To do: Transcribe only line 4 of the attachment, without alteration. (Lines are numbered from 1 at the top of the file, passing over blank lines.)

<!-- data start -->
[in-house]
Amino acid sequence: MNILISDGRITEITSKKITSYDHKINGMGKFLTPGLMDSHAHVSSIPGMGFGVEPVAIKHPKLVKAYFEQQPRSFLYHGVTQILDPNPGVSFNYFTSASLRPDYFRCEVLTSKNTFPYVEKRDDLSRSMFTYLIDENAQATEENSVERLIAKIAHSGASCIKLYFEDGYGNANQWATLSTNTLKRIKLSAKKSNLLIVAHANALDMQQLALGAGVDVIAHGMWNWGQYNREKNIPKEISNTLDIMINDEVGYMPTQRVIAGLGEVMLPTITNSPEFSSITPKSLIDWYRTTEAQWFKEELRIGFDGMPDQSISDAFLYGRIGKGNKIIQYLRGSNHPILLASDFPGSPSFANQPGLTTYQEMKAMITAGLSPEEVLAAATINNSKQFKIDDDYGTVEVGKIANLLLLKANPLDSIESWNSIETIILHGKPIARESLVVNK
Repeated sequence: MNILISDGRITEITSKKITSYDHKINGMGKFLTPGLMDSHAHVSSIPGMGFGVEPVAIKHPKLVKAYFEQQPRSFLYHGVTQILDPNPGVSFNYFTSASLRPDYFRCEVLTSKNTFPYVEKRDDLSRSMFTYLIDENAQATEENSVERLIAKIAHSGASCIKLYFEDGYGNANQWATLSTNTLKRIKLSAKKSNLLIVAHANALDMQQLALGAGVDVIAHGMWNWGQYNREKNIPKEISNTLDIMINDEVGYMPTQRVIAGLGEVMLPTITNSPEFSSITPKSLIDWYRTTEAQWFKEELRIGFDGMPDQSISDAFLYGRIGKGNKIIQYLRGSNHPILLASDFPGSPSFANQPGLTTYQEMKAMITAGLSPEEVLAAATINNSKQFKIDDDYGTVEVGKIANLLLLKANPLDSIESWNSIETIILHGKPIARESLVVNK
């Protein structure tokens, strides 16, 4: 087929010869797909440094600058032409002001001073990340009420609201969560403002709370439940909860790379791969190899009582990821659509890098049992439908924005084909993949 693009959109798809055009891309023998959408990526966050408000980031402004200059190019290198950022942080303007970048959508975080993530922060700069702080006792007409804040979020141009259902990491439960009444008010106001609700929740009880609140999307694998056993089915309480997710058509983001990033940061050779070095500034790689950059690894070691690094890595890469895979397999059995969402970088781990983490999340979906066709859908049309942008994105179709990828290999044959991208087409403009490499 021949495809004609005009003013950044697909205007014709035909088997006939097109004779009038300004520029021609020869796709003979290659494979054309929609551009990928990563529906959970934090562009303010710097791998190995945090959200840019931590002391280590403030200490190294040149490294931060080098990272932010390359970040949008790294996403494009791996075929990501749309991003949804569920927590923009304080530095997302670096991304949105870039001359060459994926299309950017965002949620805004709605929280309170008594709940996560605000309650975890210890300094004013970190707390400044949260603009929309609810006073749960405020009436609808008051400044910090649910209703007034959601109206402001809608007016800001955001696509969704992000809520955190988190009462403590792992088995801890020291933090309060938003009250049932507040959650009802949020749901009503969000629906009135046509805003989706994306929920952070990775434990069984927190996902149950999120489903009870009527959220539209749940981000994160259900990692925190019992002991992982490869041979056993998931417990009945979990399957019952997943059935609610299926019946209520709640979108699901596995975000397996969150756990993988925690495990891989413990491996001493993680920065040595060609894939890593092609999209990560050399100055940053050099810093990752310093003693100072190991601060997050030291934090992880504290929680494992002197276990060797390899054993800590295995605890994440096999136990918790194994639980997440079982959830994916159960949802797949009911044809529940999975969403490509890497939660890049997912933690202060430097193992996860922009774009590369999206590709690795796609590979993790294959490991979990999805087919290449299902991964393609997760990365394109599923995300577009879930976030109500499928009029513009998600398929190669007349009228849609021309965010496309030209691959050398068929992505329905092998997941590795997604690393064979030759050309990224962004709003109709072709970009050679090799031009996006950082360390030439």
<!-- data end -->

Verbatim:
């Protein structure tokens, strides 16, 4: 087929010869797909440094600058032409002001001073990340009420609201969560403002709370439940909860790379791969190899009582990821659509890098049992439908924005084909993949 693009959109798809055009891309023998959408990526966050408000980031402004200059190019290198950022942080303007970048959508975080993530922060700069702080006792007409804040979020141009259902990491439960009444008010106001609700929740009880609140999307694998056993089915309480997710058509983001990033940061050779070095500034790689950059690894070691690094890595890469895979397999059995969402970088781990983490999340979906066709859908049309942008994105179709990828290999044959991208087409403009490499 021949495809004609005009003013950044697909205007014709035909088997006939097109004779009038300004520029021609020869796709003979290659494979054309929609551009990928990563529906959970934090562009303010710097791998190995945090959200840019931590002391280590403030200490190294040149490294931060080098990272932010390359970040949008790294996403494009791996075929990501749309991003949804569920927590923009304080530095997302670096991304949105870039001359060459994926299309950017965002949620805004709605929280309170008594709940996560605000309650975890210890300094004013970190707390400044949260603009929309609810006073749960405020009436609808008051400044910090649910209703007034959601109206402001809608007016800001955001696509969704992000809520955190988190009462403590792992088995801890020291933090309060938003009250049932507040959650009802949020749901009503969000629906009135046509805003989706994306929920952070990775434990069984927190996902149950999120489903009870009527959220539209749940981000994160259900990692925190019992002991992982490869041979056993998931417990009945979990399957019952997943059935609610299926019946209520709640979108699901596995975000397996969150756990993988925690495990891989413990491996001493993680920065040595060609894939890593092609999209990560050399100055940053050099810093990752310093003693100072190991601060997050030291934090992880504290929680494992002197276990060797390899054993800590295995605890994440096999136990918790194994639980997440079982959830994916159960949802797949009911044809529940999975969403490509890497939660890049997912933690202060430097193992996860922009774009590369999206590709690795796609590979993790294959490991979990999805087919290449299902991964393609997760990365394109599923995300577009879930976030109500499928009029513009998600398929190669007349009228849609021309965010496309030209691959050398068929992505329905092998997941590795997604690393064979030759050309990224962004709003109709072709970009050679090799031009996006950082360390030439």